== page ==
- Additionally, Zelensky is due to address NATO leaders on 24 March and is likely to reiterate Kyiv’s calls for closing the sky over Ukraine and providing Ukraine with powerful fighter jets. Although neither of these requests will likely be granted, Zelensky’s address will coincide with US President Joe Biden’s visit to Europe for a number of summits to discuss additional measures to support Ukraine, including more sanctions on Russia. However, an embargo on Russian oil and gas remains highly unlikely in the short term, with German Chancellor Olaf Scholz reiterating today Berlin’s enduring resistance to such measures. Nevertheless, despite western leaders holding out on implementing the most damaging measures, the likely further expansion of sanctions will only further reinforce the risk of Russian retaliation, with Biden warning American business leaders this week of the heightened cyber threat from Russia.
- Poland has today, 23 March, identified 45 Russian diplomats as suspected spies and called on the Foreign Ministry to expel them from the country. The Russian Foreign Ministry has stated that it will retaliate if its diplomats are expelled, underlining the latest escalation in already extremely poor relations between Moscow and Warsaw given Poland’s robust support for Ukraine and the use of its border to supply Ukrainian forces with weapons.
Economic/business environment developments
- Tech giant Google has reportedly begun evacuating its staff from Russia in light of an unprecedented government crackdown on the information landscape following Russia’s invasion of Ukraine. With a number of other tech and social media platforms either banned or severely restricted in Russia, the increasingly assertive pro-Kremlin moderation by the state drives risk of further bans and/or fines. For example, YouTube was accused of “terrorist” behaviour for showing content that the state perceived to be anti-Russian, increasing the likelihood of this platform also being banned in the coming days. Earlier this week, Facebook and Instagram were banned in Russia as “extremist organisations”. The developments are on trend with the extremely high restrictions on free speech and increasingly volatile operating environment.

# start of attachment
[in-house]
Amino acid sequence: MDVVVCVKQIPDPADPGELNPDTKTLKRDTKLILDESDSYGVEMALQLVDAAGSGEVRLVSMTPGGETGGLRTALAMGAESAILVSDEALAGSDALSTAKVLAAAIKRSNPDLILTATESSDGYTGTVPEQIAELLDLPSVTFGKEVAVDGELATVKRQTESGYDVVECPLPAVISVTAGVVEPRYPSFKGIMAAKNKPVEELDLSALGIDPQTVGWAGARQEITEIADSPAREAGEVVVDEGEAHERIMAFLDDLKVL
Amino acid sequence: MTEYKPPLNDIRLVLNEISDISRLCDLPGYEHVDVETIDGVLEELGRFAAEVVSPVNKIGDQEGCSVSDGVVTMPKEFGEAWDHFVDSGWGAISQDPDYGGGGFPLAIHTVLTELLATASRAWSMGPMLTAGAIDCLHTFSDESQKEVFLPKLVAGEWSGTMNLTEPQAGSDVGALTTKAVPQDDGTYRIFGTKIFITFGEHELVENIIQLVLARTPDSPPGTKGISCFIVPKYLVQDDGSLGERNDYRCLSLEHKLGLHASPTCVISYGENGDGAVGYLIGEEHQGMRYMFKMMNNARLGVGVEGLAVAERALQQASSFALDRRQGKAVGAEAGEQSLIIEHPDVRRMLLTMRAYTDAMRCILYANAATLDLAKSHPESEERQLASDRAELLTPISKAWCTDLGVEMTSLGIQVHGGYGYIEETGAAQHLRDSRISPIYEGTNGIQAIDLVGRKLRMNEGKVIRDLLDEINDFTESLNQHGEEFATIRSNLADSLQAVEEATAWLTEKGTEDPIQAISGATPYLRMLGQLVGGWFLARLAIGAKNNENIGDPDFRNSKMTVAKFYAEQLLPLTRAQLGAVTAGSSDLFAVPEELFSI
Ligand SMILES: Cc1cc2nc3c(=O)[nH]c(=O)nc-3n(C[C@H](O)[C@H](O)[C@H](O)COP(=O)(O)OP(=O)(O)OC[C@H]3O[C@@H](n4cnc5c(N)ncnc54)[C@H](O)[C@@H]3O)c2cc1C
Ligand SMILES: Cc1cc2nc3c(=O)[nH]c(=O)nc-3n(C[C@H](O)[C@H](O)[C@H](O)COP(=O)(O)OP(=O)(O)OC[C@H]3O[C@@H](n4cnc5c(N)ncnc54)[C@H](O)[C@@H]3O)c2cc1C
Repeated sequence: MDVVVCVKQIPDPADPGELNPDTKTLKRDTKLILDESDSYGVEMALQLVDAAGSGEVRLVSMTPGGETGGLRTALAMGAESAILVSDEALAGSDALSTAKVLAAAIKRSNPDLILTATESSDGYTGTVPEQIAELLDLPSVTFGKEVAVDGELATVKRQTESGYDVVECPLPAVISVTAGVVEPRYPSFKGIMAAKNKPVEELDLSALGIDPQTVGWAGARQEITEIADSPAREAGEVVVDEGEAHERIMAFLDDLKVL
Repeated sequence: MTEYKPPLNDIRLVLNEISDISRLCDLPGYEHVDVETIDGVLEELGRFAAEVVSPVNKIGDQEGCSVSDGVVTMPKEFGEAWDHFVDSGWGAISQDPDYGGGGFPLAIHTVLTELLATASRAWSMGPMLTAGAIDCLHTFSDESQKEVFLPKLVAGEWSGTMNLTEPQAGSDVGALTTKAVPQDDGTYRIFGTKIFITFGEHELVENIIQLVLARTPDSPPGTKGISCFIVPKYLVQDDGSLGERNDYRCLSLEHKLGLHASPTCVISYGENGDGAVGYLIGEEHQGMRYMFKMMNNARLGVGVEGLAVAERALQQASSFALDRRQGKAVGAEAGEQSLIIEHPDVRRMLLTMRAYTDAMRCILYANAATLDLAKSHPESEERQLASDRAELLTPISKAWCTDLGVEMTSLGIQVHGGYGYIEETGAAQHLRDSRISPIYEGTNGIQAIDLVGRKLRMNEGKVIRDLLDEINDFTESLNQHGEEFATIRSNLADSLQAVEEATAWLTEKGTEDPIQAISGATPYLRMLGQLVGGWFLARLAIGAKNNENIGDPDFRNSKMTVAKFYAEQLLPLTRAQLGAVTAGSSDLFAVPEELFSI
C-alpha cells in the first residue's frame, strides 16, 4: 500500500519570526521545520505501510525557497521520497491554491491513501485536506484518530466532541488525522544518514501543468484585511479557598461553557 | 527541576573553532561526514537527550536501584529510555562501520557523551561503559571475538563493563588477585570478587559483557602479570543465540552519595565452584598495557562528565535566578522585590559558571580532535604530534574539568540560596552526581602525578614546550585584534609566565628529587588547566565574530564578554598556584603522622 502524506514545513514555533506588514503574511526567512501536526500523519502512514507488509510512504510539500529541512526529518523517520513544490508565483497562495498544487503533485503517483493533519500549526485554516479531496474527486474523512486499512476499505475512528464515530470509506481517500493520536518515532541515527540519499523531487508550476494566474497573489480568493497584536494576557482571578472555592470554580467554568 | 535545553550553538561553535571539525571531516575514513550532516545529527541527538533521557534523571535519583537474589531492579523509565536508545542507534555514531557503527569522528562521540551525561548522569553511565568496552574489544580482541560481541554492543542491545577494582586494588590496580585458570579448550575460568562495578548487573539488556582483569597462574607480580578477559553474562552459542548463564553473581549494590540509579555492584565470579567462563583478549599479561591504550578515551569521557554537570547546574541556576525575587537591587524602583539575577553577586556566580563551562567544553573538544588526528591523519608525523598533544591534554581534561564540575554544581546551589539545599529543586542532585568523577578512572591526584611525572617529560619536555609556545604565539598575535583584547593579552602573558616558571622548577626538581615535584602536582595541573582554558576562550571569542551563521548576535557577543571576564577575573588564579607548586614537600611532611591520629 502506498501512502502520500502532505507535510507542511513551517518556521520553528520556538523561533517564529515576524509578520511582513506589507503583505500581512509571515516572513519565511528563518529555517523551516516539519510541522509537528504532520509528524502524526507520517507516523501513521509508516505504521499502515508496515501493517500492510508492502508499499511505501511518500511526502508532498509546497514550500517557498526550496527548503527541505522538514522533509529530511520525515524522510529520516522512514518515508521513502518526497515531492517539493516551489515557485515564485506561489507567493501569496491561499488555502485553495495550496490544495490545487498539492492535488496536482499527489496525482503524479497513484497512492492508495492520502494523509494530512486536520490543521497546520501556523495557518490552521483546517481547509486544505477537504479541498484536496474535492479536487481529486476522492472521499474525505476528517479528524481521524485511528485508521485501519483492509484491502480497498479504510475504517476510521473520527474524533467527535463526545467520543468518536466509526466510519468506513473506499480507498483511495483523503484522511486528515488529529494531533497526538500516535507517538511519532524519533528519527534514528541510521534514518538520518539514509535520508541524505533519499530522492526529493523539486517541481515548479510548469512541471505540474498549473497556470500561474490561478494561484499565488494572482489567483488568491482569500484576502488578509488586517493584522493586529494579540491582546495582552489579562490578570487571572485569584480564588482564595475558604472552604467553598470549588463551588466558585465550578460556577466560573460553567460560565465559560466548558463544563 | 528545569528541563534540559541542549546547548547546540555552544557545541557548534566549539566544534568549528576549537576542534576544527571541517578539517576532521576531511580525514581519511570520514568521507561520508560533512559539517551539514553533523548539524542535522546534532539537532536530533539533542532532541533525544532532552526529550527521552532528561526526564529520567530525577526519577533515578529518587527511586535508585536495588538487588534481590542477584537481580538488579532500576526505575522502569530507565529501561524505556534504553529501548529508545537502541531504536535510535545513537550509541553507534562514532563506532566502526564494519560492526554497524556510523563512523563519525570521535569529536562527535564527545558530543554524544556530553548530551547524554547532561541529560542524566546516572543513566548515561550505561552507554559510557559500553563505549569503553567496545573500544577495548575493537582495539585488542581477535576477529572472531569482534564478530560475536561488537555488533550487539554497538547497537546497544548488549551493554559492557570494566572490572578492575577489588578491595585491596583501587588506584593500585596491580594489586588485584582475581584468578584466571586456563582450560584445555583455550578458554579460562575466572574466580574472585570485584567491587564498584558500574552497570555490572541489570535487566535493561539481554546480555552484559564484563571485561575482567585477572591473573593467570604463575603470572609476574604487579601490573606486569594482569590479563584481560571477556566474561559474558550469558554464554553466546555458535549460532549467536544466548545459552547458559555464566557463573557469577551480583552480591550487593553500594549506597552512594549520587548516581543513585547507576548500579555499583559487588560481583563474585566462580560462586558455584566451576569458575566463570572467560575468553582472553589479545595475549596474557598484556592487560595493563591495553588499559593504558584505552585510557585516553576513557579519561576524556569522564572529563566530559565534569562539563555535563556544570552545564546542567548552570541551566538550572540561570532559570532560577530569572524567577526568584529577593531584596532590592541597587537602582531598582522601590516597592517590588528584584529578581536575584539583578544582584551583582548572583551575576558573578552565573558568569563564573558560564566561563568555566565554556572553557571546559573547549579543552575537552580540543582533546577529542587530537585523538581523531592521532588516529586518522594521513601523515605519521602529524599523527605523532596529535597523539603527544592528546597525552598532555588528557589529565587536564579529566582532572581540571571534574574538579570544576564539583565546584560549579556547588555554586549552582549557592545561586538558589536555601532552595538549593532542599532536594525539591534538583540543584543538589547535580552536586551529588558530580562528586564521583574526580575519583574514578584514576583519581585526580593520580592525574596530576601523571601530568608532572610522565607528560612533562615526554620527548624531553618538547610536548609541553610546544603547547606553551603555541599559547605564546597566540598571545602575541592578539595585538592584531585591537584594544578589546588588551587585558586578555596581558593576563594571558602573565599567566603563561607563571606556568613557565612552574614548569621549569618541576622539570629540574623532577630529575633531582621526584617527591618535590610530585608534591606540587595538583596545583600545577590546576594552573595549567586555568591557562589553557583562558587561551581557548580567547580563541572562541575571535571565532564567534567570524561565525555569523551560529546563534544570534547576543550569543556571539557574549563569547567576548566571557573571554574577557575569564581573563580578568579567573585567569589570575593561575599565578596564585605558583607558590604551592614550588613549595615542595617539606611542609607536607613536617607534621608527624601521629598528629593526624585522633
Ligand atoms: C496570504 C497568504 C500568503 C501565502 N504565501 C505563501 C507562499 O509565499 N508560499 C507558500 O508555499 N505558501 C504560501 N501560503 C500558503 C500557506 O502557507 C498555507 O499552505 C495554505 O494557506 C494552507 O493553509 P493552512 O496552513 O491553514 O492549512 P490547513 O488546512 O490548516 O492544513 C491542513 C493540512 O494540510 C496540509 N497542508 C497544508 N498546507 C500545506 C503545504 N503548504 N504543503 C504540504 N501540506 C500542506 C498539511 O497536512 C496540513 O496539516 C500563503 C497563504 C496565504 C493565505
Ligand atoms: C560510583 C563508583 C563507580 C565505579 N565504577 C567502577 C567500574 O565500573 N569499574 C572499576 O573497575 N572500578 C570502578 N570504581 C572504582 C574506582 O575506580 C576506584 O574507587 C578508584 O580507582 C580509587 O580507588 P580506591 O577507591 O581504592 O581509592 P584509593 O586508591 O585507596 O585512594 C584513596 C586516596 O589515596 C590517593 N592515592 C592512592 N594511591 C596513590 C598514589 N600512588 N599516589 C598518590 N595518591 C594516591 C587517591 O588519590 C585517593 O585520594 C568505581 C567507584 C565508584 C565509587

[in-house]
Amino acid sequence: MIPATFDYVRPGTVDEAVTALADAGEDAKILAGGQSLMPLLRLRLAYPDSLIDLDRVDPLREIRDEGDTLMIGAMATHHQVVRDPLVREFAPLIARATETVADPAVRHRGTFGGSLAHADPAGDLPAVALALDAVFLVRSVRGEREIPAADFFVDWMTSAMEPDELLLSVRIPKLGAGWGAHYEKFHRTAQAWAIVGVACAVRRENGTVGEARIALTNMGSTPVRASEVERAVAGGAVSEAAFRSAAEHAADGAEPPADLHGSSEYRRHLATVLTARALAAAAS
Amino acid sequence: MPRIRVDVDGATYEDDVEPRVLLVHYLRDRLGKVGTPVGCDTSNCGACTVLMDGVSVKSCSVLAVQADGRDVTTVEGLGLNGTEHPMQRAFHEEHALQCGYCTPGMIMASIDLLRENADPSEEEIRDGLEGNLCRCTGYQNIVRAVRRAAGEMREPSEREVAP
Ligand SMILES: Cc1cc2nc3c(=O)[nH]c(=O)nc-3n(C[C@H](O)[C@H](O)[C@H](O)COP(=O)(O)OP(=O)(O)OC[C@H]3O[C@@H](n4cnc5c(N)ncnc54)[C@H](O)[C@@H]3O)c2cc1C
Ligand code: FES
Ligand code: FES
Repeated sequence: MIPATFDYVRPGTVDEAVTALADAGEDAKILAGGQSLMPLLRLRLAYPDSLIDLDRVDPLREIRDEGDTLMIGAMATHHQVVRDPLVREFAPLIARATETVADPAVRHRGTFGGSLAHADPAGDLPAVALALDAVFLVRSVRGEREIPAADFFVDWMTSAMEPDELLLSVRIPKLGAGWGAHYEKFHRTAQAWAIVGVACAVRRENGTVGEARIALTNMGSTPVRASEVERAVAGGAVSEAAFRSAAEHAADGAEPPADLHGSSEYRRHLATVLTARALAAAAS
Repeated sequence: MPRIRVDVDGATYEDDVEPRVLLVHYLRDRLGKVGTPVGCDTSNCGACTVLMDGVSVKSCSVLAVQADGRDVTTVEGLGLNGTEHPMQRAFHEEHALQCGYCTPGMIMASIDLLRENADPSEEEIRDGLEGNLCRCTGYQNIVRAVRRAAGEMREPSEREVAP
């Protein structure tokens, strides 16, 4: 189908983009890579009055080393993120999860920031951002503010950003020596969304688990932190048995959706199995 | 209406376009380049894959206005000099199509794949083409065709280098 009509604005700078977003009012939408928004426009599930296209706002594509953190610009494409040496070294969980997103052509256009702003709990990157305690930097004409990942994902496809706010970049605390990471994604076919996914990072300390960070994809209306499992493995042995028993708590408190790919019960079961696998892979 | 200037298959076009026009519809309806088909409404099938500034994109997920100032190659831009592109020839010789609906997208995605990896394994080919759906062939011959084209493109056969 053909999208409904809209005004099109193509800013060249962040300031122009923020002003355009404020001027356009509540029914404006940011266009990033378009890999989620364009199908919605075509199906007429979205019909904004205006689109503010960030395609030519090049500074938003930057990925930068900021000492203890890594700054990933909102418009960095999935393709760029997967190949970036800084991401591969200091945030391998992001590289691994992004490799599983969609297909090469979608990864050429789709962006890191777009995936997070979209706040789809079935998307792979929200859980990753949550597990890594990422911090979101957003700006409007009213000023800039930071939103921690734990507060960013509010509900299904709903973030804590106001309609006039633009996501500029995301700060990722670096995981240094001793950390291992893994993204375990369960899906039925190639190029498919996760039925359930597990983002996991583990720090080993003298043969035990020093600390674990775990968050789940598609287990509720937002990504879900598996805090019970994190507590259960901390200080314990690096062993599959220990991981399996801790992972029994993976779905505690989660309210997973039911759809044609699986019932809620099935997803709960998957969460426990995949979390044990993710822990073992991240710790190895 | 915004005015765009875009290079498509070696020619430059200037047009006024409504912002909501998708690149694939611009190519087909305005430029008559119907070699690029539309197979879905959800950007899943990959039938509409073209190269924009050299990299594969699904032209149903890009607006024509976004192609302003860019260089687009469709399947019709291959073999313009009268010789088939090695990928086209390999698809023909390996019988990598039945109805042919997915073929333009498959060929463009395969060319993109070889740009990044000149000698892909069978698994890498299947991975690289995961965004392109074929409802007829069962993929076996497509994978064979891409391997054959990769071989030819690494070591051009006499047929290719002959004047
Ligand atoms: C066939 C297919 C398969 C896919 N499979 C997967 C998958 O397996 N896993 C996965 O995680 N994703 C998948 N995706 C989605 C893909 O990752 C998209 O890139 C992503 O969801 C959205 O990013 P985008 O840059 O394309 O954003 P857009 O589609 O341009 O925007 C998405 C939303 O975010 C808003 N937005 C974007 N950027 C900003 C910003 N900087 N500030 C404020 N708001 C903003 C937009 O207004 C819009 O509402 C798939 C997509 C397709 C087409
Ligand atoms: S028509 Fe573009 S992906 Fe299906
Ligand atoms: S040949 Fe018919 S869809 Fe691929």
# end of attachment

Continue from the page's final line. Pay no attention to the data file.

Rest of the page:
- Of note, the Moscow Stock Exchange will reopen on 24 March between 0950-1400 (local time), after an unprecedented closure since 28 February. The Central Bank has confirmed that a ban on short selling will apply during trading, but even this is unlikely to be sufficient to prevent a further sell off after Russian stocks collapsed earlier this month.
- Ukrainian agricultural minister Roman Leshchenko stated on 22 March that Ukrainian farmers had now begun the seasonal planting in the southern Odesa region, amid growing concern over the knock-on impact of the war on food insecure states across Africa and Asia. Ukraine remains one of the largest grain exporters in the world, but the Agricultural Ministry has stated that planting could be halved this year to 7 million hectares, though the yield will likely be largely determined by how the military situation develops given range of Russian operations and the destruction of critical infrastructure.
- Lastly, another high-profile individual, Russian climate envoy Anatoly Chubias, has reportedly resigned and left Russia – allegedly in protest of the war, though no official confirmation has been issued at the time of writing. Chubias is the most high-profile individual, who – up until now – has managed not to fall out of favour with Putin during more than two decades of Putin’s rule. The development, whilst notable, is unlikely to signal that the stability of Putin’s regime is under a threat of a collapse in the short term, but is likely to force the government to double down on its rhetoric of the need “to cleanse” Russia of “traitors”, with those in opposition to Putin accused of working for the West. Russian state-owned public opinion research centre, VTsIOM, reported today that public support for “a special military operation” in Ukraine continues to grow, stating that 74% of Russians support it, whilst also pointing out that protest moods amongst Russians continue to decline. The figures are, however, highly likely to be influenced by the state’s tight control over the information landscape and intensified efforts to promote its military campaign.